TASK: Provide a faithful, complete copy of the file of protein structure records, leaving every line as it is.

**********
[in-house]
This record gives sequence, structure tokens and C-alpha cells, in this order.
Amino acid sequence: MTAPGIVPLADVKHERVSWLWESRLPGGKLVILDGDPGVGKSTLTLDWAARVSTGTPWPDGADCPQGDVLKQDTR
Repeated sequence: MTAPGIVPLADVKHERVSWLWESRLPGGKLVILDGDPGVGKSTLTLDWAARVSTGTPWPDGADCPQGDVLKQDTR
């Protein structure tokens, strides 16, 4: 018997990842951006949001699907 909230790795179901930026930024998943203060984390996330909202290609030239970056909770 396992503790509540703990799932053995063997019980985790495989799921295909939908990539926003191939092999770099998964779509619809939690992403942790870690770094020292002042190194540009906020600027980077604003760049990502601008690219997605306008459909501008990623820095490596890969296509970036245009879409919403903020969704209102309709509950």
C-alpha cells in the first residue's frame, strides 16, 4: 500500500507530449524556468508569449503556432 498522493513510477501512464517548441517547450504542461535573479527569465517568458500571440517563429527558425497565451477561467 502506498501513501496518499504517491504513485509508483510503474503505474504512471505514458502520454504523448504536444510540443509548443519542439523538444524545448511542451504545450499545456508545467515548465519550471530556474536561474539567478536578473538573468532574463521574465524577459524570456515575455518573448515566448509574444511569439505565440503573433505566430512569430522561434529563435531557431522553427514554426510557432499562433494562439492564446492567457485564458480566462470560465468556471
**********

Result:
[in-house]
This record gives sequence, structure tokens and C-alpha cells, in this order.
Amino acid sequence: MTAPGIVPLADVKHERVSWLWESRLPGGKLVILDGDPGVGKSTLTLDWAARVSTGTPWPDGADCPQGDVLKQDTR
Repeated sequence: MTAPGIVPLADVKHERVSWLWESRLPGGKLVILDGDPGVGKSTLTLDWAARVSTGTPWPDGADCPQGDVLKQDTR
């Protein structure tokens, strides 16, 4: 018997990842951006949001699907 909230790795179901930026930024998943203060984390996330909202290609030239970056909770 396992503790509540703990799932053995063997019980985790495989799921295909939908990539926003191939092999770099998964779509619809939690992403942790870690770094020292002042190194540009906020600027980077604003760049990502601008690219997605306008459909501008990623820095490596890969296509970036245009879409919403903020969704209102309709509950």
C-alpha cells in the first residue's frame, strides 16, 4: 500500500507530449524556468508569449503556432 498522493513510477501512464517548441517547450504542461535573479527569465517568458500571440517563429527558425497565451477561467 502506498501513501496518499504517491504513485509508483510503474503505474504512471505514458502520454504523448504536444510540443509548443519542439523538444524545448511542451504545450499545456508545467515548465519550471530556474536561474539567478536578473538573468532574463521574465524577459524570456515575455518573448515566448509574444511569439505565440503573433505566430512569430522561434529563435531557431522553427514554426510557432499562433494562439492564446492567457485564458480566462470560465468556471